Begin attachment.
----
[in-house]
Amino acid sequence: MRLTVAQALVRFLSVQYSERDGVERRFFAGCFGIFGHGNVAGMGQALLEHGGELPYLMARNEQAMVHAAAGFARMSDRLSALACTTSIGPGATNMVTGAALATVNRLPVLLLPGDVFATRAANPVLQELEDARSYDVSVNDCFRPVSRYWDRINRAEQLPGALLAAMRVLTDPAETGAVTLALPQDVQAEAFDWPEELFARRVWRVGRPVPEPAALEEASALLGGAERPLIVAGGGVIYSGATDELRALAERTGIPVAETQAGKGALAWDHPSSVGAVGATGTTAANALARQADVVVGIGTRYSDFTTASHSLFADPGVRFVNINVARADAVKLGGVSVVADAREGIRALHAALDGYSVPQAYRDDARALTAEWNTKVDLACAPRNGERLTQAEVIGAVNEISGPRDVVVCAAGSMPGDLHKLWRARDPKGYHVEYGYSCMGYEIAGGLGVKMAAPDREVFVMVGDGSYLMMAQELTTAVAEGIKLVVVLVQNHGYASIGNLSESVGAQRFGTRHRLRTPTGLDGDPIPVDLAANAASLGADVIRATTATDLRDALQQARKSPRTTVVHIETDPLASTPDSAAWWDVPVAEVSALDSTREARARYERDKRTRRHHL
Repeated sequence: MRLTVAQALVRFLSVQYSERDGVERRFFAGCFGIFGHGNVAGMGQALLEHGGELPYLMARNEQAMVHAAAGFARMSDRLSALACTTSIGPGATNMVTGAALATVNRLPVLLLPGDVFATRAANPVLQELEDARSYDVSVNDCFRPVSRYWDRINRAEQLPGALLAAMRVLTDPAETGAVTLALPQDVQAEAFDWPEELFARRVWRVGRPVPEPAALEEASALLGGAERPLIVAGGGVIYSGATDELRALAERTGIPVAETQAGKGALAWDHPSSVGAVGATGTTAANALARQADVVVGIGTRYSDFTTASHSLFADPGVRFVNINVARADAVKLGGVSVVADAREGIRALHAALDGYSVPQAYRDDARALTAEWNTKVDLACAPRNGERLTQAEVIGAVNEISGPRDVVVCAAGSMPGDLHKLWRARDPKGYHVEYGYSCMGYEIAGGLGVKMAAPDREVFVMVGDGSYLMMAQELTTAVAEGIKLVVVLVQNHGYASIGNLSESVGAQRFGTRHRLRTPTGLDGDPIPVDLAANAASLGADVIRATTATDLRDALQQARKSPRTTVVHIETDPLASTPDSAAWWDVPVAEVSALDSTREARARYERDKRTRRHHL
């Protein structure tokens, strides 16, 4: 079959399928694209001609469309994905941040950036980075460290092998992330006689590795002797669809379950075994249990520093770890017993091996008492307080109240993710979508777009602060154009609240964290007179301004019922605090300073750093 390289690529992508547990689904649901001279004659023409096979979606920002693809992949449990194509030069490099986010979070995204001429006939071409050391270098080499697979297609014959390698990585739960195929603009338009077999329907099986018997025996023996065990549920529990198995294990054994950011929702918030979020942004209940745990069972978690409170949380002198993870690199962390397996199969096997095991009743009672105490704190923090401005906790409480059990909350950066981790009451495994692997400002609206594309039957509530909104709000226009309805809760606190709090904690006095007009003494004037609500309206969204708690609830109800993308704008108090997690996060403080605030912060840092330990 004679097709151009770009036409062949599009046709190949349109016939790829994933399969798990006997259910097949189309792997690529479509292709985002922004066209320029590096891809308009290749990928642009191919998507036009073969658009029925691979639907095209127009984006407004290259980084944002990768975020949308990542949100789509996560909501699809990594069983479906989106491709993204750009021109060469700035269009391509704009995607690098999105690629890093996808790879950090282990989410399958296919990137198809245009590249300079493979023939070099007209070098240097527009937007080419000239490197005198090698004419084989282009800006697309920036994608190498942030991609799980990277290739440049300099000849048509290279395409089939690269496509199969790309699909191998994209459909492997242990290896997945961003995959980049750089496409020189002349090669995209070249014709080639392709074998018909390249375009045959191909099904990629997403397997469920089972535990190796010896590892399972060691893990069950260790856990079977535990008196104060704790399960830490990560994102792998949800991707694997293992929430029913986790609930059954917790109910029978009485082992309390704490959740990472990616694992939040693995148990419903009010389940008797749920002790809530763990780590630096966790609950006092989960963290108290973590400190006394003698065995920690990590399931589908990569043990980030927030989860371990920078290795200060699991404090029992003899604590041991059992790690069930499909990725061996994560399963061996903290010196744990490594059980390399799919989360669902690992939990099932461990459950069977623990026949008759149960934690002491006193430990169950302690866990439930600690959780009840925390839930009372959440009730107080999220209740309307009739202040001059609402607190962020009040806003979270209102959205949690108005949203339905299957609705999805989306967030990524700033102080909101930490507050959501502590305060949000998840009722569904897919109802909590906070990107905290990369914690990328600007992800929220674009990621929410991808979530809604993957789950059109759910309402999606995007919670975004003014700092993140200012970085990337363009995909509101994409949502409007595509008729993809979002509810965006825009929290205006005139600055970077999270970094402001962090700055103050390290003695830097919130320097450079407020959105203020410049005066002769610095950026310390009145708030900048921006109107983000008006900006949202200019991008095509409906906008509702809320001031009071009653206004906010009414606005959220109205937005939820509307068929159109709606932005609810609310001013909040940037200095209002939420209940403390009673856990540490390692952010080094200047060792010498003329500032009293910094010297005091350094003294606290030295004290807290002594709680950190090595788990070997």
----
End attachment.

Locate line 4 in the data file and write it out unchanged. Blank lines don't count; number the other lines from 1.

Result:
């Protein structure tokens, strides 16, 4: 079959399928694209001609469309994905941040950036980075460290092998992330006689590795002797669809379950075994249990520093770890017993091996008492307080109240993710979508777009602060154009609240964290007179301004019922605090300073750093 390289690529992508547990689904649901001279004659023409096979979606920002693809992949449990194509030069490099986010979070995204001429006939071409050391270098080499697979297609014959390698990585739960195929603009338009077999329907099986018997025996023996065990549920529990198995294990054994950011929702918030979020942004209940745990069972978690409170949380002198993870690199962390397996199969096997095991009743009672105490704190923090401005906790409480059990909350950066981790009451495994692997400002609206594309039957509530909104709000226009309805809760606190709090904690006095007009003494004037609500309206969204708690609830109800993308704008108090997690996060403080605030912060840092330990 004679097709151009770009036409062949599009046709190949349109016939790829994933399969798990006997259910097949189309792997690529479509292709985002922004066209320029590096891809308009290749990928642009191919998507036009073969658009029925691979639907095209127009984006407004290259980084944002990768975020949308990542949100789509996560909501699809990594069983479906989106491709993204750009021109060469700035269009391509704009995607690098999105690629890093996808790879950090282990989410399958296919990137198809245009590249300079493979023939070099007209070098240097527009937007080419000239490197005198090698004419084989282009800006697309920036994608190498942030991609799980990277290739440049300099000849048509290279395409089939690269496509199969790309699909191998994209459909492997242990290896997945961003995959980049750089496409020189002349090669995209070249014709080639392709074998018909390249375009045959191909099904990629997403397997469920089972535990190796010896590892399972060691893990069950260790856990079977535990008196104060704790399960830490990560994102792998949800991707694997293992929430029913986790609930059954917790109910029978009485082992309390704490959740990472990616694992939040693995148990419903009010389940008797749920002790809530763990780590630096966790609950006092989960963290108290973590400190006394003698065995920690990590399931589908990569043990980030927030989860371990920078290795200060699991404090029992003899604590041991059992790690069930499909990725061996994560399963061996903290010196744990490594059980390399799919989360669902690992939990099932461990459950069977623990026949008759149960934690002491006193430990169950302690866990439930600690959780009840925390839930009372959440009730107080999220209740309307009739202040001059609402607190962020009040806003979270209102959205949690108005949203339905299957609705999805989306967030990524700033102080909101930490507050959501502590305060949000998840009722569904897919109802909590906070990107905290990369914690990328600007992800929220674009990621929410991808979530809604993957789950059109759910309402999606995007919670975004003014700092993140200012970085990337363009995909509101994409949502409007595509008729993809979002509810965006825009929290205006005139600055970077999270970094402001962090700055103050390290003695830097919130320097450079407020959105203020410049005066002769610095950026310390009145708030900048921006109107983000008006900006949202200019991008095509409906906008509702809320001031009071009653206004906010009414606005959220109205937005939820509307068929159109709606932005609810609310001013909040940037200095209002939420209940403390009673856990540490390692952010080094200047060792010498003329500032009293910094010297005091350094003294606290030295004290807290002594709680950190090595788990070997």